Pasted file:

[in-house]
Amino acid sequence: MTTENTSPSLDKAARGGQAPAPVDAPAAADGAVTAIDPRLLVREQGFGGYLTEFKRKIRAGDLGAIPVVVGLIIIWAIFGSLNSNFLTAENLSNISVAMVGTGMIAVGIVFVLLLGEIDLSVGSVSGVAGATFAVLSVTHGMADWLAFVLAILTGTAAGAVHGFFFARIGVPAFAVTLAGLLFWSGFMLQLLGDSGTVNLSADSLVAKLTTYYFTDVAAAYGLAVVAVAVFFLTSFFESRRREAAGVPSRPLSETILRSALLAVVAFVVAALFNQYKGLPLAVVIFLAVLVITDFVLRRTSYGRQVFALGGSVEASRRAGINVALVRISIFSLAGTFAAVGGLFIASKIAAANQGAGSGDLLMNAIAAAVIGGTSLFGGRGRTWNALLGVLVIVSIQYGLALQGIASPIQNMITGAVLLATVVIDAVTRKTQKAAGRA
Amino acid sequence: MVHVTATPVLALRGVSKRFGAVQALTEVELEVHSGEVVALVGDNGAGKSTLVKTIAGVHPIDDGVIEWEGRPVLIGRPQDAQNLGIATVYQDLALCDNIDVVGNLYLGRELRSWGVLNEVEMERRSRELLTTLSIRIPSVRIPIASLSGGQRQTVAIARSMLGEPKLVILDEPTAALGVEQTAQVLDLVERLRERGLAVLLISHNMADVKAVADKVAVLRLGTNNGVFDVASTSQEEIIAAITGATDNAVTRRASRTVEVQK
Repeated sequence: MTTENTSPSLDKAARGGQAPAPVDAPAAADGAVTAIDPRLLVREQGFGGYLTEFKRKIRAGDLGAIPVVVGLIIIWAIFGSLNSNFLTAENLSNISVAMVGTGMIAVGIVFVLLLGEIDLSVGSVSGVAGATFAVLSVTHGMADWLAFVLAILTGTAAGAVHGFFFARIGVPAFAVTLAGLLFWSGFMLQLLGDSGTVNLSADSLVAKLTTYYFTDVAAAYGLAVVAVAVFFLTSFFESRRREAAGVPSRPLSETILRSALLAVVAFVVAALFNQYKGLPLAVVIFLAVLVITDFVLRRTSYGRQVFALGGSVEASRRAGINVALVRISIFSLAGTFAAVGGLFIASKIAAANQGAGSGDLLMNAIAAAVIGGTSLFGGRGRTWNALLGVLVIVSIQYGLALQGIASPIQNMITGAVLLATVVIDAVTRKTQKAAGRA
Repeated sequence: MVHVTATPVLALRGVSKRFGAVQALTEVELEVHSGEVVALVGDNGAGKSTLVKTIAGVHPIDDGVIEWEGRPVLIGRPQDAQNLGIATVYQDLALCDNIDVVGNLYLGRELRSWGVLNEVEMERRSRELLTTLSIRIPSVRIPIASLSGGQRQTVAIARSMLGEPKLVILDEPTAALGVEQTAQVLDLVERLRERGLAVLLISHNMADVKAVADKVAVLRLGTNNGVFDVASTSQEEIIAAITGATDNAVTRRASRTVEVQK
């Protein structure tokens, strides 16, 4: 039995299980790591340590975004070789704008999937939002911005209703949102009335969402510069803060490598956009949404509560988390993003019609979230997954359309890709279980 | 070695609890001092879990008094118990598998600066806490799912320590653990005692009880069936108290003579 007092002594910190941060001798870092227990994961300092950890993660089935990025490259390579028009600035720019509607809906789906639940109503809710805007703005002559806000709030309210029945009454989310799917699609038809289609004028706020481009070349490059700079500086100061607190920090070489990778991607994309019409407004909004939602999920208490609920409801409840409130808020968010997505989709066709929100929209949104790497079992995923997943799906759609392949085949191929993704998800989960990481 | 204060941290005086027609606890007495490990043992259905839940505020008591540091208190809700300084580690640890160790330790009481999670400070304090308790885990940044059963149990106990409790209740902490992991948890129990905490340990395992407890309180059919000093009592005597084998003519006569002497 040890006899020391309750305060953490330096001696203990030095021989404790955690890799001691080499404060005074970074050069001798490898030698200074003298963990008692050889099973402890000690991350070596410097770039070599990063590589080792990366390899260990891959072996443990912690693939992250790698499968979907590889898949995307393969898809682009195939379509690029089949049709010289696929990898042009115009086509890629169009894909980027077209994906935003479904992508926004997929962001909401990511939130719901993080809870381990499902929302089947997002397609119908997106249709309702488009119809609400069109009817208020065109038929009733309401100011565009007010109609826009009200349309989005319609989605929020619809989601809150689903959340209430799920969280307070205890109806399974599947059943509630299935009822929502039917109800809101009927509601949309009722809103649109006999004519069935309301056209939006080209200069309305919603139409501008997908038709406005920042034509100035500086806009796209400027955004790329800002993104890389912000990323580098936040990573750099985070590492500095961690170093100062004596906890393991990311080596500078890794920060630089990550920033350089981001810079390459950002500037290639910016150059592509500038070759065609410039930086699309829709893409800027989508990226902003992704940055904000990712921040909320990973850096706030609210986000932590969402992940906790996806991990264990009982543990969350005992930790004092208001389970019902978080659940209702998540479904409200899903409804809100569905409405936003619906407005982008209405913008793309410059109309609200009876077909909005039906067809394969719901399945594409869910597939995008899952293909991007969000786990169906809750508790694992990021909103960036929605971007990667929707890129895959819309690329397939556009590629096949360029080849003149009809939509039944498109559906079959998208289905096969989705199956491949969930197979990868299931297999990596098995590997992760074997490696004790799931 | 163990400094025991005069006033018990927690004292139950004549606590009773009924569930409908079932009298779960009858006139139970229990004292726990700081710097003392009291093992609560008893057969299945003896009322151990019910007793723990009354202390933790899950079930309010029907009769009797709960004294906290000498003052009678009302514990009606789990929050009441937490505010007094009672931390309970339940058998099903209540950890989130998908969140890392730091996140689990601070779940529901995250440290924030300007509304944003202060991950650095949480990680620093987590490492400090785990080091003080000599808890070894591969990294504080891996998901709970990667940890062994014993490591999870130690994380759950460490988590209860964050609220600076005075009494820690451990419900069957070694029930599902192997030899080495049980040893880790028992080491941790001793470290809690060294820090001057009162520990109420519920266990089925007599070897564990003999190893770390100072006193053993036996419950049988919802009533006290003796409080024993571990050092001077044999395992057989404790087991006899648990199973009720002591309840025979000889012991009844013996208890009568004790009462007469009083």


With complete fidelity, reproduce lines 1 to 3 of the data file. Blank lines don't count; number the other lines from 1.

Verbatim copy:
[in-house]
Amino acid sequence: MTTENTSPSLDKAARGGQAPAPVDAPAAADGAVTAIDPRLLVREQGFGGYLTEFKRKIRAGDLGAIPVVVGLIIIWAIFGSLNSNFLTAENLSNISVAMVGTGMIAVGIVFVLLLGEIDLSVGSVSGVAGATFAVLSVTHGMADWLAFVLAILTGTAAGAVHGFFFARIGVPAFAVTLAGLLFWSGFMLQLLGDSGTVNLSADSLVAKLTTYYFTDVAAAYGLAVVAVAVFFLTSFFESRRREAAGVPSRPLSETILRSALLAVVAFVVAALFNQYKGLPLAVVIFLAVLVITDFVLRRTSYGRQVFALGGSVEASRRAGINVALVRISIFSLAGTFAAVGGLFIASKIAAANQGAGSGDLLMNAIAAAVIGGTSLFGGRGRTWNALLGVLVIVSIQYGLALQGIASPIQNMITGAVLLATVVIDAVTRKTQKAAGRA
Amino acid sequence: MVHVTATPVLALRGVSKRFGAVQALTEVELEVHSGEVVALVGDNGAGKSTLVKTIAGVHPIDDGVIEWEGRPVLIGRPQDAQNLGIATVYQDLALCDNIDVVGNLYLGRELRSWGVLNEVEMERRSRELLTTLSIRIPSVRIPIASLSGGQRQTVAIARSMLGEPKLVILDEPTAALGVEQTAQVLDLVERLRERGLAVLLISHNMADVKAVADKVAVLRLGTNNGVFDVASTSQEEIIAAITGATDNAVTRRASRTVEVQK